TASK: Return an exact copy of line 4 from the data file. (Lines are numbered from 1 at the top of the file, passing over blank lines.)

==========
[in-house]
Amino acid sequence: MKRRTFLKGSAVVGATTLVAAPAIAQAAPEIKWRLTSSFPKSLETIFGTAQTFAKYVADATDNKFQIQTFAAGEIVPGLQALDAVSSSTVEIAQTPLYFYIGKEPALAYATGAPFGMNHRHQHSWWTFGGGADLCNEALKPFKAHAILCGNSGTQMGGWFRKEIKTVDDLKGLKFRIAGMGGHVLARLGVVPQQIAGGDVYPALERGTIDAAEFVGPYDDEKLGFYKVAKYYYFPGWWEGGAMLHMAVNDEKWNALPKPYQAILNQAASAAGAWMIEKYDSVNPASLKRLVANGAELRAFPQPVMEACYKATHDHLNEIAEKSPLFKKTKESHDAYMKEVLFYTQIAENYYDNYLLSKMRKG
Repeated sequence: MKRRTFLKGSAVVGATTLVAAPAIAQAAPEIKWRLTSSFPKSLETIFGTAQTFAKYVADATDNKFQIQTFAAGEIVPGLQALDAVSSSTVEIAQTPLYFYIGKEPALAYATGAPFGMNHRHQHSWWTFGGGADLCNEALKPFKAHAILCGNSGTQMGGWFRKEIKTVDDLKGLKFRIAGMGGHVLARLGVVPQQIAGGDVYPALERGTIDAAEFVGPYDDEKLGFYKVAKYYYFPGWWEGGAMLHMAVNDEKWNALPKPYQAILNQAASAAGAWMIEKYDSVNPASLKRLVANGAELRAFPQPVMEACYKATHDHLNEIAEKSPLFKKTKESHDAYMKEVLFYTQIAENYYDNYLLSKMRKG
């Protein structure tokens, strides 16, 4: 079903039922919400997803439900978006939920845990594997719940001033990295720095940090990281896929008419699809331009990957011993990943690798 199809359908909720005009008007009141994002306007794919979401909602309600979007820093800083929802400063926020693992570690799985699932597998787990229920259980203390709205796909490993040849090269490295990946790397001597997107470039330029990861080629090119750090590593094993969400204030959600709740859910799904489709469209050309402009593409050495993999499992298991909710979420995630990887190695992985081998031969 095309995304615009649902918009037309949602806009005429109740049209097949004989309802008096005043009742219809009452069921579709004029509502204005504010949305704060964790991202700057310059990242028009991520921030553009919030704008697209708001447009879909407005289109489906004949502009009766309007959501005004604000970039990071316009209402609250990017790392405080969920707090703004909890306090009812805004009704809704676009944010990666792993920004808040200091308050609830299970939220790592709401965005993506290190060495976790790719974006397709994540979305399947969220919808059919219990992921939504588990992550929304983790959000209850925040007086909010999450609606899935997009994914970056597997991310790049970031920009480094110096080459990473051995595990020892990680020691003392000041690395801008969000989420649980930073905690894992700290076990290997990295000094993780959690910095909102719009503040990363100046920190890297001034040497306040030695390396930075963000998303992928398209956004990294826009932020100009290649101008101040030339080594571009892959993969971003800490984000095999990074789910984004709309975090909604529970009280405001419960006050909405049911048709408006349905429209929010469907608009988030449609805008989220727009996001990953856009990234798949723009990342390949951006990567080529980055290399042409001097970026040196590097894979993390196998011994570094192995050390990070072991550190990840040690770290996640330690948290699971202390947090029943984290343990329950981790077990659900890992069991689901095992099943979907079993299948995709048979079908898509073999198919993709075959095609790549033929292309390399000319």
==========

């Protein structure tokens, strides 16, 4: 079903039922919400997803439900978006939920845990594997719940001033990295720095940090990281896929008419699809331009990957011993990943690798 199809359908909720005009008007009141994002306007794919979401909602309600979007820093800083929802400063926020693992570690799985699932597998787990229920259980203390709205796909490993040849090269490295990946790397001597997107470039330029990861080629090119750090590593094993969400204030959600709740859910799904489709469209050309402009593409050495993999499992298991909710979420995630990887190695992985081998031969 095309995304615009649902918009037309949602806009005429109740049209097949004989309802008096005043009742219809009452069921579709004029509502204005504010949305704060964790991202700057310059990242028009991520921030553009919030704008697209708001447009879909407005289109489906004949502009009766309007959501005004604000970039990071316009209402609250990017790392405080969920707090703004909890306090009812805004009704809704676009944010990666792993920004808040200091308050609830299970939220790592709401965005993506290190060495976790790719974006397709994540979305399947969220919808059919219990992921939504588990992550929304983790959000209850925040007086909010999450609606899935997009994914970056597997991310790049970031920009480094110096080459990473051995595990020892990680020691003392000041690395801008969000989420649980930073905690894992700290076990290997990295000094993780959690910095909102719009503040990363100046920190890297001034040497306040030695390396930075963000998303992928398209956004990294826009932020100009290649101008101040030339080594571009892959993969971003800490984000095999990074789910984004709309975090909604529970009280405001419960006050909405049911048709408006349905429209929010469907608009988030449609805008989220727009996001990953856009990234798949723009990342390949951006990567080529980055290399042409001097970026040196590097894979993390196998011994570094192995050390990070072991550190990840040690770290996640330690948290699971202390947090029943984290343990329950981790077990659900890992069991689901095992099943979907079993299948995709048979079908898509073999198919993709075959095609790549033929292309390399000319």